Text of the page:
Cheryl: That must change society a lot.
Anne: It does. The families are polyamormous, and there is no biological link between parents and children. Of course there are some families that do not follow the rules. There’s always someone who tries to cheat the system and have biological children.
Cheryl: But that’s what makes a good story, right?
Anne: Yes, one of the major plot points revolves around a family not following the rules.
Cheryl: What other themes do you have?
Anne: One of the characters, a girl named Utu (that means “mist” in Finnish) can talk to the machines. We don’t say why she can do this in book one. That’s one of the things that will be explained in the later books. The science of the past civilization involved a lot of nanotech, biological implants and the like, but now no one understands this. They think Utu’s abilities are magic and are scared of them. Everything is science fiction though. We have explanations for it all.
Cheryl: So with the Finlandia Prize nomination under your belts your publisher can take the book to Frankfurt, Bologna and so on, and try to sell foreign rights.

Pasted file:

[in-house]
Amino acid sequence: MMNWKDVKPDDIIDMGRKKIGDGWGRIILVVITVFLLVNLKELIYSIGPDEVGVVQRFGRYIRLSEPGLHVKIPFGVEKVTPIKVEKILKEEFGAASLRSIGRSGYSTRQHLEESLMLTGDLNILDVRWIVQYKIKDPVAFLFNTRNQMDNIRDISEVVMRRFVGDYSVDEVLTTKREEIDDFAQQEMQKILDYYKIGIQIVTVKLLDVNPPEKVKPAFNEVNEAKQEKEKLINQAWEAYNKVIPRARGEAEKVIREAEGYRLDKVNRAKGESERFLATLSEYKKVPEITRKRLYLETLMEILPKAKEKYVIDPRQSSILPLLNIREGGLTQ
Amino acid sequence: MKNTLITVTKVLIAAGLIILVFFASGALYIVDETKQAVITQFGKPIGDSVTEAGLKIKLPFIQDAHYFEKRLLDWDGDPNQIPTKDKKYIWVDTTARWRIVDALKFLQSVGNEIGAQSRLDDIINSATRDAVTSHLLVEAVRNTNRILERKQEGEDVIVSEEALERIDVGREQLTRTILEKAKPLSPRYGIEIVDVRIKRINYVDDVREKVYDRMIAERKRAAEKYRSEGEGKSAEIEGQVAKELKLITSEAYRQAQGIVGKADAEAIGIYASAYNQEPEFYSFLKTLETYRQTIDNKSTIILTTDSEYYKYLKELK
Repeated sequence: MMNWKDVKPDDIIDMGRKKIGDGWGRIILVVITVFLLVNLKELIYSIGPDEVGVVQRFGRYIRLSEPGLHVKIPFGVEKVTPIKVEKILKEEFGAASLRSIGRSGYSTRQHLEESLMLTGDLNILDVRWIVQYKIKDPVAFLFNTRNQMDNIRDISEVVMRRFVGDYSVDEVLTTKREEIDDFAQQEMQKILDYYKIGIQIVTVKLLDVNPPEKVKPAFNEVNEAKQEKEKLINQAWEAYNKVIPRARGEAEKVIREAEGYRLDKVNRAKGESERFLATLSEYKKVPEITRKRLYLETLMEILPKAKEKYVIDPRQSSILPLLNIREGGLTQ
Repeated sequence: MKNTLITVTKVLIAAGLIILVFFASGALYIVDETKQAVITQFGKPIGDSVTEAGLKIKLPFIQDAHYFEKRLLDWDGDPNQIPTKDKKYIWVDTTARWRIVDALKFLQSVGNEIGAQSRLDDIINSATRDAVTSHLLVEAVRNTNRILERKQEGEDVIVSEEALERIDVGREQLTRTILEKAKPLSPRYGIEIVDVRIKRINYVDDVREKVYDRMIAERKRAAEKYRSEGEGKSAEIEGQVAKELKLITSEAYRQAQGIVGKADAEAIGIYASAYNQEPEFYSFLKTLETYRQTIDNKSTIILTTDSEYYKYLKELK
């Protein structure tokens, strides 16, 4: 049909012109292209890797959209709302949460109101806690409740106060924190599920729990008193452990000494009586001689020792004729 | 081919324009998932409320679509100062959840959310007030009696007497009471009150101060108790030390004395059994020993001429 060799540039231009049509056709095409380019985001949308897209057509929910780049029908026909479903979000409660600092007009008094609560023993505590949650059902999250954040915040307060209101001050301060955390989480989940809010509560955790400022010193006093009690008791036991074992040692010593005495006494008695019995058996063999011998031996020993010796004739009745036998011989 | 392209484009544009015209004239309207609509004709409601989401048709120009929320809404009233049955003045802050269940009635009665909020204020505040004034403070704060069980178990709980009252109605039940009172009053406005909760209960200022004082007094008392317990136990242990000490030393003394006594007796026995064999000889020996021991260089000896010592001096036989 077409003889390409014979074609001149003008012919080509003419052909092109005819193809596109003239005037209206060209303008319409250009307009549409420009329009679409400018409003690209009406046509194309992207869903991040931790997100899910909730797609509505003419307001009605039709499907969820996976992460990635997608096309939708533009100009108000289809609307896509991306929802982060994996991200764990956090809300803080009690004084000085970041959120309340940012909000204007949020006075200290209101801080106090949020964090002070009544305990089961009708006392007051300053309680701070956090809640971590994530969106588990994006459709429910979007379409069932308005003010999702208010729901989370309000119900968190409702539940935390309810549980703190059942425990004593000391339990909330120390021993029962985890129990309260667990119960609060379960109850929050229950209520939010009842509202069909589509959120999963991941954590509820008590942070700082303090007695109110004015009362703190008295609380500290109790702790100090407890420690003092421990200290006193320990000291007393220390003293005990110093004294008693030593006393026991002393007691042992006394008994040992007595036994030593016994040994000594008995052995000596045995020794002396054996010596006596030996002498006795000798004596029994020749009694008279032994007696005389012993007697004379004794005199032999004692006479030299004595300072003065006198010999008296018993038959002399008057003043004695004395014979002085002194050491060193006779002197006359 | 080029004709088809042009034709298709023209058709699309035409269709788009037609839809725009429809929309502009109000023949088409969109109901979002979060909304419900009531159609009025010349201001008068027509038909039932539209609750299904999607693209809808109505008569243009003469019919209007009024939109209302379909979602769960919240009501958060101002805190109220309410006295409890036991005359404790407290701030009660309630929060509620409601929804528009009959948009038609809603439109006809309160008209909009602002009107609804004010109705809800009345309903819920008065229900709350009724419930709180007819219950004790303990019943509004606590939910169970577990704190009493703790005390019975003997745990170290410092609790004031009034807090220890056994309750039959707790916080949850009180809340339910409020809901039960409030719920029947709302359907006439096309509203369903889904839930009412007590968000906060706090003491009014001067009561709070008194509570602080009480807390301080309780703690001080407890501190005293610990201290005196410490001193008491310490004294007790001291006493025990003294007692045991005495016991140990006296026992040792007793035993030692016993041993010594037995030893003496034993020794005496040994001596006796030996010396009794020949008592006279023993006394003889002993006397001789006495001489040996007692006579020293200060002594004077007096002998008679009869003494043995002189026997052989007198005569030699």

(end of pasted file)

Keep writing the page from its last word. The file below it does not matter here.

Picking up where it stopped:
Anne: Yes, they are doing that now. But they tell us it is a lengthy process. One of the things that helps is that we have a track record. When they are selling the trilogy they can explain that we already have successful careers. There’s a back catalogue that a foreign publisher might also pick up if we do well for them. So they are selling us, not the books.
Cheryl: And what’s the process with translations? Will your publishers get that done, or does it wait until a sale is made?
Anne: Eija and I paid to have an English translation done, even before we knew about the prize. When Jeff VanderMeer was in Finland recently he told us how important it is to have translations available for publishers to read, and we were very eager to sell outside Finland.
Cheryl: Who did the translation?
Anne: Emmi Itäranta. Last year she won a contest for science fiction and fantasy writing run by Teos, a Finnish publisher. She’s living and working in England at the moment, so her English is very good. And of course being a science fiction writer she has a feel for the subject.
Cheryl: I wish you the best of luck trying to sell that.
Anne: Thank you very much.
For more information about the author you can check out:
Anne Leinonen: editor and publisher of Usva-magazine, writes books for young adults with her collegue Eija Lappalainen but also sf- and fantasy short stories. Her first speculative fiction short story collection ”Valkeita Lankoja (White Threads)” was published in August 2006.
Winner of WSOY´s novel for young readers -contest, 2000, “Lokkeja rakastava veli”, written with Eija Laitinen
Winner of Portti writing contest for sf/fantasy short stories, 2003, “Valkeita lankoja”
Winner of Atorox-prize for year´s best sf/fantasy short story, 2004, “Valkeita lankoja”
Winner of Atorox-prize for year´s best sf/fantasy short story, 2007, “Toisinkainen